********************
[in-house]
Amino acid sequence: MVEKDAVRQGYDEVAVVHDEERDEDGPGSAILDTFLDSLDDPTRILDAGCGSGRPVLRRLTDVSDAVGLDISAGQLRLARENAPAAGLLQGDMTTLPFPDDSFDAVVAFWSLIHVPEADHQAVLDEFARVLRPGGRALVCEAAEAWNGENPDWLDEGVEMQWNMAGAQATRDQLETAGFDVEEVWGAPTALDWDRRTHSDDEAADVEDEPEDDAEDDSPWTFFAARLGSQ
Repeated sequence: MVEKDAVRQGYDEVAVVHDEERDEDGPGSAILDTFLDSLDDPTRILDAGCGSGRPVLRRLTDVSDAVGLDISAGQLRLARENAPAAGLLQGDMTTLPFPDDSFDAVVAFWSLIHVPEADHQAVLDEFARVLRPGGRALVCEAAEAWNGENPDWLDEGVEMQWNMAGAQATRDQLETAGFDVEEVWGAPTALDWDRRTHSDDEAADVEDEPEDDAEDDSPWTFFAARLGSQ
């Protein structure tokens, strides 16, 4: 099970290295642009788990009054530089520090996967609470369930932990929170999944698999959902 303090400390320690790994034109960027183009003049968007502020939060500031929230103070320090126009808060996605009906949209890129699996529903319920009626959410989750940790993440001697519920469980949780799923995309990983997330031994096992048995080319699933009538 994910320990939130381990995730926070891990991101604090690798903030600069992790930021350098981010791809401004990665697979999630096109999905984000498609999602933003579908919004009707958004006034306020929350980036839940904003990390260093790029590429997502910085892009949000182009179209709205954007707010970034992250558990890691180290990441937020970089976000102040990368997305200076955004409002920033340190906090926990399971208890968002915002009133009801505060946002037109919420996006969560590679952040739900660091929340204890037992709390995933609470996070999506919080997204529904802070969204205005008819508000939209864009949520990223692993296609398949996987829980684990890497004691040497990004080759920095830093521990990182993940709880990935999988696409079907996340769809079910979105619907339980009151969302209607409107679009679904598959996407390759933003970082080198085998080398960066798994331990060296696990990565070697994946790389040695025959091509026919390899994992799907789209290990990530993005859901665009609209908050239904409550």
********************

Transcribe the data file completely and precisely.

[in-house]
Amino acid sequence: MVEKDAVRQGYDEVAVVHDEERDEDGPGSAILDTFLDSLDDPTRILDAGCGSGRPVLRRLTDVSDAVGLDISAGQLRLARENAPAAGLLQGDMTTLPFPDDSFDAVVAFWSLIHVPEADHQAVLDEFARVLRPGGRALVCEAAEAWNGENPDWLDEGVEMQWNMAGAQATRDQLETAGFDVEEVWGAPTALDWDRRTHSDDEAADVEDEPEDDAEDDSPWTFFAARLGSQ
Repeated sequence: MVEKDAVRQGYDEVAVVHDEERDEDGPGSAILDTFLDSLDDPTRILDAGCGSGRPVLRRLTDVSDAVGLDISAGQLRLARENAPAAGLLQGDMTTLPFPDDSFDAVVAFWSLIHVPEADHQAVLDEFARVLRPGGRALVCEAAEAWNGENPDWLDEGVEMQWNMAGAQATRDQLETAGFDVEEVWGAPTALDWDRRTHSDDEAADVEDEPEDDAEDDSPWTFFAARLGSQ
């Protein structure tokens, strides 16, 4: 099970290295642009788990009054530089520090996967609470369930932990929170999944698999959902 303090400390320690790994034109960027183009003049968007502020939060500031929230103070320090126009808060996605009906949209890129699996529903319920009626959410989750940790993440001697519920469980949780799923995309990983997330031994096992048995080319699933009538 994910320990939130381990995730926070891990991101604090690798903030600069992790930021350098981010791809401004990665697979999630096109999905984000498609999602933003579908919004009707958004006034306020929350980036839940904003990390260093790029590429997502910085892009949000182009179209709205954007707010970034992250558990890691180290990441937020970089976000102040990368997305200076955004409002920033340190906090926990399971208890968002915002009133009801505060946002037109919420996006969560590679952040739900660091929340204890037992709390995933609470996070999506919080997204529904802070969204205005008819508000939209864009949520990223692993296609398949996987829980684990890497004691040497990004080759920095830093521990990182993940709880990935999988696409079907996340769809079910979105619907339980009151969302209607409107679009679904598959996407390759933003970082080198085998080398960066798994331990060296696990990565070697994946790389040695025959091509026919390899994992799907789209290990990530993005859901665009609209908050239904409550």